In a crowded living room at King’s Court Mobile Home Park in Traverse City, MI, Blanca and Julio gathered a group of their friends and family for dinner and a conversation about winning back drivers’ licenses. As more people slowly trickled in after their shifts at restaurants and the local cherry farms, they explained the history of how driver’s licenses were taken away in Michigan by a Republican-controlled legislature in 2008. The group was deeply unsettled to learn that the representative for their district, Republican Jack O’Malley, had outright opposed driver’s licenses for undocumented immigrants. As chair of the Transportation Committee in 2019, he had refused so much as to give the “Drive SAFE” bills a hearing. The frustration and indignation in the room was palpable, but so was the burning desire to remove him from office.
Over the next couple of months, Blanca and Julio would host a series of house meetings, community events, and voter registration drives alongside other rural, undocumented farmworkers. The urgency of restoring licenses—and anger at anti-immigrant policies—drove the organizing that helped Democrats take control of all three branches of state government.
Long fight for licenses
The fight for driver’s licenses in Michigan goes back five years. The movement started with undocumented workers and community members in Movimiento Cosecha who were tired of living without this basic form of identification and protection against deportation. Driving without a driver’s license remains the top cause for deportation of undocumented immigrants in the state of Michigan, resulting in hundreds of deportations and family separations.
The Drive Michigan Forward coalition formed in 2019, drawing together a number of organizations across the state committed to restoring driver’s license access, including We The People Michigan, Michigan Immigrant Rights Center, and the ACLU of Michigan, among others. The coalition worked to get the “Drive SAFE” package of legislation introduced in both 2019 and 2021. However, due to a Republican majority in both chambers, the bills have never been voted out of committee or even had a hearing. Heading into the midterm election of 2022, it was evident that a new strategy was necessary—one that could organize and mobilize Spanish-speaking immigrant communities in ways that only undocumented people would know how to do.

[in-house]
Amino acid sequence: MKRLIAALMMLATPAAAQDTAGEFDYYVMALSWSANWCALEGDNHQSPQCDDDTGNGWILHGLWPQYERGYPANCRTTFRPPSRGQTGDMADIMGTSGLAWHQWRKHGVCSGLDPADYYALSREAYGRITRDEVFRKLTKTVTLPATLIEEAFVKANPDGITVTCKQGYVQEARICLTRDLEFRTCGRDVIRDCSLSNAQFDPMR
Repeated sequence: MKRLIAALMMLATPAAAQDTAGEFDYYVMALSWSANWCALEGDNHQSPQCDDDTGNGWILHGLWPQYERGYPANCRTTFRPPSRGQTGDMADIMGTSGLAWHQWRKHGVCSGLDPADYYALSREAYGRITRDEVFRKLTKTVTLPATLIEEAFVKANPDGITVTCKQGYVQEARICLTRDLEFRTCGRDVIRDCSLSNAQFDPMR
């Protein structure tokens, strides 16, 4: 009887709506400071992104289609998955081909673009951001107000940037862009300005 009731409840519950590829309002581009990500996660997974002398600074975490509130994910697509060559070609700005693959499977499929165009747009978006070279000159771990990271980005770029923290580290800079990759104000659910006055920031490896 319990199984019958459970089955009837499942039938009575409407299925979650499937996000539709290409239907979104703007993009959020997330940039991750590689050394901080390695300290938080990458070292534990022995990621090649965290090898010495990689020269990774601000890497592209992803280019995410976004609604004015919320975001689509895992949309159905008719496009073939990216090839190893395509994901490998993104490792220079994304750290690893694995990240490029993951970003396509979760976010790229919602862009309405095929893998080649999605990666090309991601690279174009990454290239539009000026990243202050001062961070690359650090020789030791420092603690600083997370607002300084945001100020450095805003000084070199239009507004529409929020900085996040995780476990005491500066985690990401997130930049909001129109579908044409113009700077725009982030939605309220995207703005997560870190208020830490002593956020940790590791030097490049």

To build the leadership to carry out this strategy, We the People Michigan developed a program called Migrant Leader School to train people on forming local organizing teams across the state equipped to fight for driver’s licenses. The participants in this program were already leaders in their own right, evidenced by their active roles in their church communities, jobs, and at their children’s schools. Two of those leaders were Blanca and her family friend Julio; they joined eight other leaders located in areas across the state, from cities like Detroit, Ypsilanti, Grand Rapids, and Kalamazoo, to rural areas in Traverse City, St. Joseph, and Hartford in northern and southwest Michigan. Each team developed a strategy that was specific to their community and applied pressure on their elected officials.
Organizing in the north: Grand Traverse County
Once Blanca and Julio learned that a Democrat, Betsy Coffia, was running in the 103rd district to replace the Republican incumbent and main opponent to the Drive SAFE bills, their strategy was obvious. In 18 out of the 19 states that had won driver’s licenses for undocumented residents, Democrats have had a trifecta: a Democratic governor and majorities in both houses of the legislature. Flipping this district would be instrumental for changing the playing field and creating a pathway for the Drive SAFE bills to finally become law.
Despite being unable to vote, undocumented leaders in the Grand Traverse area decided that they would not sit idly by and wait for change to happen. Instead, they organized themselves and their families, using tactics and cultural knowledge that was specific to the Latinx, immigrant communities they were experts at navigating. They organized meetings at night in people’s homes, aware that after working 12 hour days in the cherry fields and apple orchards, it was easier for people to gather in a place where they were comfortable. Working with mixed-status families, they encouraged undocumented members of the community to compile lists of eligible voters in their network and urge them to vote, including their children, grandchildren, neighbors, or members of their church.